The flip side of newfound support production growth model was the reduction of the priority of the strategy of growth based on consumption. In the annual “Work report” Prime Minister Li Keqiang (this is a policy document on economic policy) the emphasis on structural transformation, driven by consumption, reduced for the past two years (in 2016 and 2017, this task was put on the third place, the so-called measures on the side of the market offers got a higher priority).

Thirdly, a new global approach to China reflects changes in the governance of the country. And consolidation of power by XI Jinping, is only part of the bigger picture. The transfer of the center of economic decision-making from the Commission on the national development and reform Commission under the state Council in the so-called small leadership group of the CCP is particularly important, as well as launched the anti-corruption campaign, strengthening Internet censorship and the introduction of new regulations for non-governmental organizations.

The centralization of power is difficult not to see irony. The fact that earlier, XI Jinping, promised to break with the deeply entrenched power blocs, and announced in November 2013 at the Third Plenum of the CPC Central Committee, the reform emphasis was on providing a more prominent role for markets.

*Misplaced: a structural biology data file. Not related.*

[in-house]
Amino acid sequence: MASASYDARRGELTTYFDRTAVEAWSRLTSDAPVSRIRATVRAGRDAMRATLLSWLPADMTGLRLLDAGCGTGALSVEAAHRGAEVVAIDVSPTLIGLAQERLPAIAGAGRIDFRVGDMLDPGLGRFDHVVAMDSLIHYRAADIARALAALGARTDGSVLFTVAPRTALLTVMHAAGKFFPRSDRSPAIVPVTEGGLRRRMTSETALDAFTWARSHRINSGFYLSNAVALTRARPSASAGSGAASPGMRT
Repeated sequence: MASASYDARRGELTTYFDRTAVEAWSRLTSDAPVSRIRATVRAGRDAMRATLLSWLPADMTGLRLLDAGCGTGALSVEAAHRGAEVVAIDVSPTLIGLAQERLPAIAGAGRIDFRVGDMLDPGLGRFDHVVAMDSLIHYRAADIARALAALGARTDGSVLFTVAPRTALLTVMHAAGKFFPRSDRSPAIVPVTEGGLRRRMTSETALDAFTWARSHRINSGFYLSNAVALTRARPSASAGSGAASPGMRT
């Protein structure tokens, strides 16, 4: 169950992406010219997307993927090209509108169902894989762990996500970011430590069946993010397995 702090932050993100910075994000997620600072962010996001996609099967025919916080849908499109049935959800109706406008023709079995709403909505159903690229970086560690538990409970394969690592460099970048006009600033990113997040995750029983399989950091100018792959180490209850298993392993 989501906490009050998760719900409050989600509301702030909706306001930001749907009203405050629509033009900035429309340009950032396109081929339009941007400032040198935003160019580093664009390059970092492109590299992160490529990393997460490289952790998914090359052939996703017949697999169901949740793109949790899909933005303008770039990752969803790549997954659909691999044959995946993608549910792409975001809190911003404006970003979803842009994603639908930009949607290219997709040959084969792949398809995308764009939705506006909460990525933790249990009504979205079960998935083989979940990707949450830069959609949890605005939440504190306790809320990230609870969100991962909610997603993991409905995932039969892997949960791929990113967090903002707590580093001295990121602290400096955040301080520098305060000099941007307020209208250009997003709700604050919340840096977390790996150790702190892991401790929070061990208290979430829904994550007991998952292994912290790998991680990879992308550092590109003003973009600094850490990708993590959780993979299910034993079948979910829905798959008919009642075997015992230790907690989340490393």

However, in the new force of China there is a deeper irony. It is developed on the background of the populist reactions of the anti-globalization movement that swept many developed countries. With the economy producer, China has long received the biggest gains from globalization from the point of view of economic growth, export-oriented, and from the point of view of poverty reduction, through the application of surplus labour. This approach is now stalled because of growing domestic imbalances in China, post-crisis deceleration in global trade and rising protectionist sentiment, the target of which is China. As a result of new China’s attempts to receive an additional boost with the help of globalization have encountered serious problems.

The emergence of a global China has important implications for Chinese foreign policy. Territorial disputes in the South China sea is particularly noticeable, however, the increasing presence of China in Africa and Latin America is also beginning to attract increased attention. The new strategy of the country raises perhaps the most important question of all: will China take the place of the hegemon, the vacant after the President of the United States Donald trump proclaimed isolationist approach under the slogan “America first”?

The future China has features of the country with greater orientation towards the external world with greater vigor and with greater concentration of power than I had anticipated when I started to read this course in 2010. At the same time the impression that China has become less committed to the program of market reforms to stimulate private consumption and restructuring of SOEs. It is difficult to judge whether this was the result of “rebalancing” of China. I hope it is not. However, it is through such stories and interesting way to teach an applied course in which you have to follow the constantly changing object of study.


Stephen roach — former Chairman and chief economist of Morgan Stanley Asia. He is a senior Advisor at the Institute of international relations name of Jackson and a senior lecturer in the School of management at Yale University and the author of “Unbalanced: the interdependence of America and China.”